• Quote of the Day
    "Your living is determined not so much by what life brings to you as by the attitude you bring to life;
    not so much by what happens to you as by the way your mind looks at what happens."
    Kahlil Gibran, posted by David Baxter

Daniel

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Mindfulness and Feelings of Emptiness :acrobat:

There are many psychological disorders in which the feeling of emptiness generally presents itself as a transitory symptom (e.g., eating disorders,obsessive compulsive disorders, PTSD, schizophrenia) or as a rather stable phenomenological condition (personality disorders). Describing all these disorders is beyond the scope of this chapter, so we will limit the following discussion to pathologies where the feeling of emptiness often appears to be a central and recurrent experience of the pathology...
 

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Existential OCD is characterized by the preoccupation with philosophical questions related to life and existence. For example, someone with existential OCD might experience intrusive thoughts centered on the meaning of life, the universe, and/or their human existence. They might experience frequent doubt about their perceptions of reality. Someone with existential OCD might also experience recurrent feelings of depersonalization and derealization, which only exacerbate their doubts about their experiences of reality. They might also frequently question the purpose of life.

As with other presentations of OCD, it is helpful to look beyond the content of the obsessions and consider more the relationship between their thoughts, feelings, and behaviors. Just as someone with religious scrupulosity might appear to be an extremely devout follower of their faith, someone with existential OCD might appear to be a “deep thinker.” In fact, there is a whole field devoted to figuring out the meaning of life, and yet, not every philosopher has existential OCD.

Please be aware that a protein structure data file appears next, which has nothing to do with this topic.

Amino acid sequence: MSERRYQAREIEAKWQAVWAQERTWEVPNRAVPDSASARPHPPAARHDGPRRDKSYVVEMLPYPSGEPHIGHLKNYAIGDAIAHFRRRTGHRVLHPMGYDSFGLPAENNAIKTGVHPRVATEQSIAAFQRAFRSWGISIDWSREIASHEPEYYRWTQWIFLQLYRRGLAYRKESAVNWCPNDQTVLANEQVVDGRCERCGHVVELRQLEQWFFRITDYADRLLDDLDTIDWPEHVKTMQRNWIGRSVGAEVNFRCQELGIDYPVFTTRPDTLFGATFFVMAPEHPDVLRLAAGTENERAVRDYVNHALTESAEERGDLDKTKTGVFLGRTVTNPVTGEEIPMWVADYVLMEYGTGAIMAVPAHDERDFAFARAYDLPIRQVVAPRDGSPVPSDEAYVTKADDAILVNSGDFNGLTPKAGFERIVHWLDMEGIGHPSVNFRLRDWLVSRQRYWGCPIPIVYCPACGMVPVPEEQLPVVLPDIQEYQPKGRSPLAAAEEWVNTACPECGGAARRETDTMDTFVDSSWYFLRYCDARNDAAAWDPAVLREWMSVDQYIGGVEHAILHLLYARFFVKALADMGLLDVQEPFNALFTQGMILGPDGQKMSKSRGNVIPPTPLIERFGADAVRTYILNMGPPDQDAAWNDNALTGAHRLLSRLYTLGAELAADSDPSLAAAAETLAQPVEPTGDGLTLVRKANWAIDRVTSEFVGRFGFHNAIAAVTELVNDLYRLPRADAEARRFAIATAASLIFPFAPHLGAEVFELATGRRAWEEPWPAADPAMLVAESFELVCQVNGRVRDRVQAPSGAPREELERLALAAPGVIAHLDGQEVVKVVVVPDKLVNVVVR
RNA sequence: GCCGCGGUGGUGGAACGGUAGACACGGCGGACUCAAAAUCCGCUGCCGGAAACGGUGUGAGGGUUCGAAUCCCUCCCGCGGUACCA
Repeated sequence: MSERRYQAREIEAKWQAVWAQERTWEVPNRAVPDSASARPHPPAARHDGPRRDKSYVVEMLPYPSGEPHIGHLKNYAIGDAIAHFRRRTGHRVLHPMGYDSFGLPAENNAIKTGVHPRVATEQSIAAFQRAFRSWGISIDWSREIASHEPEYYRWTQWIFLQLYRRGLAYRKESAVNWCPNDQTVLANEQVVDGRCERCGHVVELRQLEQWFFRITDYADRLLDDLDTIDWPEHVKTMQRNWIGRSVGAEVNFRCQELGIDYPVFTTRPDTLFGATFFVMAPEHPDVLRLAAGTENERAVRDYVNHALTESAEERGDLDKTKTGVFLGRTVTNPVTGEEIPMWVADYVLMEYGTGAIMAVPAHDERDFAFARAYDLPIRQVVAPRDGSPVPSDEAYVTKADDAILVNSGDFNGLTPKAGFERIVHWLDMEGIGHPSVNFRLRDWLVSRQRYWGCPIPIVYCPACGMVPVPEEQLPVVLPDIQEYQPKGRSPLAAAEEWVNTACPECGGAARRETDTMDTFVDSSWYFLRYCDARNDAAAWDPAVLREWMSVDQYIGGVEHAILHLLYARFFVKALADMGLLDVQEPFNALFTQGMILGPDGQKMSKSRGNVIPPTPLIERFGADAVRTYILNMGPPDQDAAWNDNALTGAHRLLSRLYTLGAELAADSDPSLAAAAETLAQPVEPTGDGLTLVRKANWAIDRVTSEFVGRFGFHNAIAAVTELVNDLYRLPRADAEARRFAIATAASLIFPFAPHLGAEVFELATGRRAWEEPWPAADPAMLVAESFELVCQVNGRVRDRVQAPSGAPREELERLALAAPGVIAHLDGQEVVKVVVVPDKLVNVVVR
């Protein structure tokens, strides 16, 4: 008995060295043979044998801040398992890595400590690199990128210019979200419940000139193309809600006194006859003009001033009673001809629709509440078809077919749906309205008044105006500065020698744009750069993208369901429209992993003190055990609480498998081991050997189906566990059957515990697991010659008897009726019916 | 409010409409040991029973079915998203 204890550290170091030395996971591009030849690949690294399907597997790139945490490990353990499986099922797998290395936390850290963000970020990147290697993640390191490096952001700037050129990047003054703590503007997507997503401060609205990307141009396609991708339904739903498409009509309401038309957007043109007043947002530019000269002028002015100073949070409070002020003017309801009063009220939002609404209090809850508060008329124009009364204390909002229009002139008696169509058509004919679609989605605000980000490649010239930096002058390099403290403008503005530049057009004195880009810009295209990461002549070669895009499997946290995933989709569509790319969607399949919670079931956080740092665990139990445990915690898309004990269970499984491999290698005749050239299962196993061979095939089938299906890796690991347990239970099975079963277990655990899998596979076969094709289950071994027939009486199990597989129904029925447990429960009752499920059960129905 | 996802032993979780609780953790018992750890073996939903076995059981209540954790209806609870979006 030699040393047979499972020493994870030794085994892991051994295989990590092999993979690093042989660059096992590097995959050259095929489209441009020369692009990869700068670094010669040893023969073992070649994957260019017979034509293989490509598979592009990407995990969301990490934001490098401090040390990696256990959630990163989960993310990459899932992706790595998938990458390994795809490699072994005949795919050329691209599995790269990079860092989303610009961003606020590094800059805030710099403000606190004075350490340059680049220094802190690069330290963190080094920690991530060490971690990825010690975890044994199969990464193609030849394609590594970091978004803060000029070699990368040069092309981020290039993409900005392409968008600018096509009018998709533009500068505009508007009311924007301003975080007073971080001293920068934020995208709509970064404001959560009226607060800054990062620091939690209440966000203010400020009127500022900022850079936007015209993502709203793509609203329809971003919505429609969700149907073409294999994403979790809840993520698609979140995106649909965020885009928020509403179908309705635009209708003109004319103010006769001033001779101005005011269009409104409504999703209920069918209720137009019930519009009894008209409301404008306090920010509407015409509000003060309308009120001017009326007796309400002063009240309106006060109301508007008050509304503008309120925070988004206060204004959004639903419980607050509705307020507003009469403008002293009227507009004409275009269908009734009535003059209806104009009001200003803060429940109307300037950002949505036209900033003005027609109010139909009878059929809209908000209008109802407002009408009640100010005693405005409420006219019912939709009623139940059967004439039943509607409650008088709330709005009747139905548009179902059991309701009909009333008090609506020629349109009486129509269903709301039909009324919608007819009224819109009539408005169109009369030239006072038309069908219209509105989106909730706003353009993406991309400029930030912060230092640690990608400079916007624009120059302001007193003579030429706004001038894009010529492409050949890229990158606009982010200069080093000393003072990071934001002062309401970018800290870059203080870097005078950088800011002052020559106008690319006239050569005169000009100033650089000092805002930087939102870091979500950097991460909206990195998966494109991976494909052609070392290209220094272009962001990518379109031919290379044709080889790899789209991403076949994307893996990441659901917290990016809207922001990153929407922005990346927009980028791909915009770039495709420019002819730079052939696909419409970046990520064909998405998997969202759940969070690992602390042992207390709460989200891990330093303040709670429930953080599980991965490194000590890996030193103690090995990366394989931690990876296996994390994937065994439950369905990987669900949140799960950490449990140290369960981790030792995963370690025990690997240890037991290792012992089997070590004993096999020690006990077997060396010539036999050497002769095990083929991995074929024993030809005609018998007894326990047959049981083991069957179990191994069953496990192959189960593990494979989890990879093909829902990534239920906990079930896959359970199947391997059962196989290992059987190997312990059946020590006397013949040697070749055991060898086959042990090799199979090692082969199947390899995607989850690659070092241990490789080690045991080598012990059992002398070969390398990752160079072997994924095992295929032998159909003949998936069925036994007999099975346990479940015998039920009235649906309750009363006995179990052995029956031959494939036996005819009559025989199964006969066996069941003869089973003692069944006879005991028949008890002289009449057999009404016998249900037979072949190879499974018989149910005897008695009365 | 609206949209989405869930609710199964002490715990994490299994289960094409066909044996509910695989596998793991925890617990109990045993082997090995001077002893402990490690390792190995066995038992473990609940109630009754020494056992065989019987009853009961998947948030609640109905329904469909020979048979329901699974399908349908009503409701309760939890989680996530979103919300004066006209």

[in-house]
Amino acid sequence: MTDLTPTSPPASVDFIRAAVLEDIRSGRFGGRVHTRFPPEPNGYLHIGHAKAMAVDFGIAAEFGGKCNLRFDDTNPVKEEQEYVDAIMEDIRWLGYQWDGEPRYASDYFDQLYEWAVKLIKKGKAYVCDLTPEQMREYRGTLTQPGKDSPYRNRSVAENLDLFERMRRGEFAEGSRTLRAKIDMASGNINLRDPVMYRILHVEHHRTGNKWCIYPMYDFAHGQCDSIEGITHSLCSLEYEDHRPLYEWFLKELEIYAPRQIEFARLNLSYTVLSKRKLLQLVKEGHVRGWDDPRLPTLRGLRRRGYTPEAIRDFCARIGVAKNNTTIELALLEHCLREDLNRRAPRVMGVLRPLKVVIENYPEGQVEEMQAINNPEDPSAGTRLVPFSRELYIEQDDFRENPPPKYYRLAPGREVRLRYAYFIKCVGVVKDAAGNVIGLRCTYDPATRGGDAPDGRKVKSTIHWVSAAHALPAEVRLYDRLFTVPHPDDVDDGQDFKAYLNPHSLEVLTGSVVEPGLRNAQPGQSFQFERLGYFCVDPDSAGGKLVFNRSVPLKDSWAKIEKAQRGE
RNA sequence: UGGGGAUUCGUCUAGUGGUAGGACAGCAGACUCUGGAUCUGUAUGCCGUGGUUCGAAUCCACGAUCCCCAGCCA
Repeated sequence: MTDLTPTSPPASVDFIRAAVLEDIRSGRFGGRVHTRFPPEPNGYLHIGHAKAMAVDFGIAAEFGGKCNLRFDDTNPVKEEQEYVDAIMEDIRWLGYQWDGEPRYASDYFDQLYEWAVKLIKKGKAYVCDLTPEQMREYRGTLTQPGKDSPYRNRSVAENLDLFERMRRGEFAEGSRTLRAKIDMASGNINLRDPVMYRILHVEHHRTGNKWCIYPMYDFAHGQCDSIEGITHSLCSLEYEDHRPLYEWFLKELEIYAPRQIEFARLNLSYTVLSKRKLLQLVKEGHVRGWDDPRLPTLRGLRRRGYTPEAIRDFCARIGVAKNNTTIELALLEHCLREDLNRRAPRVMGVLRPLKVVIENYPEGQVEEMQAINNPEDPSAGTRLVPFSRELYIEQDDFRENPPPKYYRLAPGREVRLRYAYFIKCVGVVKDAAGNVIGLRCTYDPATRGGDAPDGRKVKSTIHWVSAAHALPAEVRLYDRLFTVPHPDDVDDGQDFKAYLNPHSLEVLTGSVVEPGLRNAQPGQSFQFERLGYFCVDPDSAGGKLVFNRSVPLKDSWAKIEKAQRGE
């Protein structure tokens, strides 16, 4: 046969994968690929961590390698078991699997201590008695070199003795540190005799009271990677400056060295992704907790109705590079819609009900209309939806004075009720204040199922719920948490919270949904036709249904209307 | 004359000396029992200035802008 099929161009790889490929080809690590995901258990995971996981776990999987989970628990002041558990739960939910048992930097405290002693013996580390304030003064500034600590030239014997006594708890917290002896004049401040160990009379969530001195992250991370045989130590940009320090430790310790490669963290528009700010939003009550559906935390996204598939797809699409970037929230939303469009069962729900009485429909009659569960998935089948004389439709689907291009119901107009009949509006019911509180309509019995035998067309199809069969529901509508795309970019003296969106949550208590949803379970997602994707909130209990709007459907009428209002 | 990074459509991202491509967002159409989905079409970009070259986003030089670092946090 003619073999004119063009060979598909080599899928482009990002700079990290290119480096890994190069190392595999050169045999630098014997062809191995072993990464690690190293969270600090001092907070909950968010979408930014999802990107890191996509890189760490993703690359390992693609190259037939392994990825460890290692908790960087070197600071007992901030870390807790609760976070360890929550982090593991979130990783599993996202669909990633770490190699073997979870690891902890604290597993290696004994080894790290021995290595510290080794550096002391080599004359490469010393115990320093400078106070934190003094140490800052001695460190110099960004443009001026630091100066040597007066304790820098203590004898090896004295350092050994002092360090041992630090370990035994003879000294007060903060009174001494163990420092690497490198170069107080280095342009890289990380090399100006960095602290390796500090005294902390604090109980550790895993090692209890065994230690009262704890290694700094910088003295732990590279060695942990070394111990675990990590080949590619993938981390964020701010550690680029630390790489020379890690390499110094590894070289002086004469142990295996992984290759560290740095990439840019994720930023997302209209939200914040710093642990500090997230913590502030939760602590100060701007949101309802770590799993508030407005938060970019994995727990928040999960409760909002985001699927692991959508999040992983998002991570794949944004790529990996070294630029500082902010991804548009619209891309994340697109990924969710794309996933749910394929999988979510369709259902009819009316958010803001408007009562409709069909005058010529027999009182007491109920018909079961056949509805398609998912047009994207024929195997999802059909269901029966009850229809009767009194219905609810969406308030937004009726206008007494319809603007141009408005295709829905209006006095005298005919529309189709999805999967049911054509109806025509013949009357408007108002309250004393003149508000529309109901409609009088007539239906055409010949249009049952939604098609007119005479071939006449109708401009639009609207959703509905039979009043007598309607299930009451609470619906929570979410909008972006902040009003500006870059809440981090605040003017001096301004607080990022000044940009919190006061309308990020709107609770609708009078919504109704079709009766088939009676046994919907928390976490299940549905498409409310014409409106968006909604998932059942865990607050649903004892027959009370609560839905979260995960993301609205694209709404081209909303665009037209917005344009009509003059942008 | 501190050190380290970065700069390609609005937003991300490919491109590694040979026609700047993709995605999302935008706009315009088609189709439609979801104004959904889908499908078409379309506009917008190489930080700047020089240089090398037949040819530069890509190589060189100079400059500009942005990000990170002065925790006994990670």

So, what’s the difference?

The meaning one makes of their thoughts, the urgent distress one feels because of their thoughts, and the behaviors that follow this distress, is what separates people with OCD from those with a genuine interest in existential inquiries.

Commonly, individuals with existential OCD experience an urgency to arrive at some sort of answer to these unanswerable questions. The lack of conclusion causes anguish for these individuals, which detracts from their ability to engage in their lives in a fulfilling and meaningful way. For example, while spending time with loved ones, these individuals might be stuck in a vortex of questioning if their loved ones are actually real. They might be questioning if they are actually present or if their perceptions of reality are wrong. Or, they might be trying to figure out what the meaning of these interactions are if there is no actual definitive meaning to life at all. These are just some examples of the way existential OCD might present in people’s lives.

This sort of anguished search for meaning is not to be confused with the sense of ruminative hopelessness and meaninglessness that is common among people with depression, nor is it the equivalent to the type of endless sense of worrying germane to Generalized Anxiety Disorder. What distinguishes existential obsessions from the aforementioned experiences is the presence of compulsions.